In recent years, there have been significant advances in treatment for advanced melanoma and people with the disease have more options. However, it continues to be a serious health issue with a high unmet need and a steadily increasing incidence over the past 30 years.1
Cobimetinib Important Safety Information
Before taking cobimetinib, patients should tell their doctor if they:
Patients should tell their healthcare provider about all the medicines they take, including prescription and over-the-counter medicines, vitamins and herbal supplements because some types of medicines will make cobimetinib more harmful or less effective. Patients should know the medicines they take and keep a list of them to show their healthcare provider and pharmacist when they get a new medicine.
Patients should avoid sunlight while taking cobimetinib. Cobimetinib can make patients’ skin sensitive to sunlight and cause them to burn more easily and get severe sunburns. To help protect against sunburn:
Cobimetinib may cause serious side effects, including:
Patients must check their skin and tell their doctor right away about any skin changes, including:
A patient’s healthcare provider should check their skin before they start taking cobimetinib and every two months while taking cobimetinib. A patient’s healthcare provider may continue to check their skin for six months after they stop taking cobimetinib.
Some of these eye problems may be a result of something called “serous retinopathy” (a build-up of fluid under the retina of the eye). A patient’s healthcare provider should check their eyes if they notice any of the symptoms above.
The most common side effects of cobimetinib include:
A patient’s healthcare provider will take blood tests while they are taking cobimetinib. The most common changes to blood tests include:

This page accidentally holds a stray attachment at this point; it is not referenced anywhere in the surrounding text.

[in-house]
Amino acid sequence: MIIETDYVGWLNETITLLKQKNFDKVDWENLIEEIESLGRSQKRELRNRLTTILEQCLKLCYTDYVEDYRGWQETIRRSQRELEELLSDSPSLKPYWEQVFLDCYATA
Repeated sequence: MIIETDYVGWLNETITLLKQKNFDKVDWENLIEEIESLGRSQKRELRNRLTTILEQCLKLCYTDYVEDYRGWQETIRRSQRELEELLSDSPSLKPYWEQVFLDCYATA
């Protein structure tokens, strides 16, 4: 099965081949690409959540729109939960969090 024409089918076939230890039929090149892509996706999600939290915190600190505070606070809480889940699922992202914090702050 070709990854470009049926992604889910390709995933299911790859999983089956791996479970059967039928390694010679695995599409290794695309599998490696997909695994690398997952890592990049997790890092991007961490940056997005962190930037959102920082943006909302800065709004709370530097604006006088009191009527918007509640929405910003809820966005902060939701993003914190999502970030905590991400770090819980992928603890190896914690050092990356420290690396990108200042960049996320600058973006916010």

Patients should tell their healthcare provider if they have any side effect that bothers them or that does not go away.
These are not all the possible side effects of cobimetinib. For more information about side effects, patients should ask their healthcare provider or pharmacist. Patients should call their doctor for medical advice about side effects.
Patients should talk to their doctor for medical advice about side effects. Report side effects to FDA at (800) FDA-1088. Report side effects to Genentech at (888) 835-2555.
Please see accompanying full Cobimetinib Prescribing Information and Patient Information for additional important safety information.
Zelboraf Important Safety Information
Zelboraf can cause serious side effects, including risk of cancers. Zelboraf may cause a type of skin cancer called cutaneous squamous cell carcinoma (cuSCC). New melanoma lesions have occurred in people who take Zelboraf. Zelboraf may also cause another type of cancer called non-cutaneous squamous cell carcinoma (SCC). Patients must talk with their healthcare provider about their risk for these cancers.
Patients must check their skin and tell their doctor right away about any skin changes, including:
A patient’s doctor should check their skin before the patient starts taking Zelboraf, and every two months while the patient is taking Zelboraf, to look for any new skin cancers. Their doctor may continue to check the patient’s skin for six months after the patient stops taking Zelboraf.
A patient’s doctor should also check for cancers that may not occur on the skin. Patients should tell their doctor about any new symptoms they get while taking Zelboraf.
Before taking Zelboraf, patients should tell their doctor if they: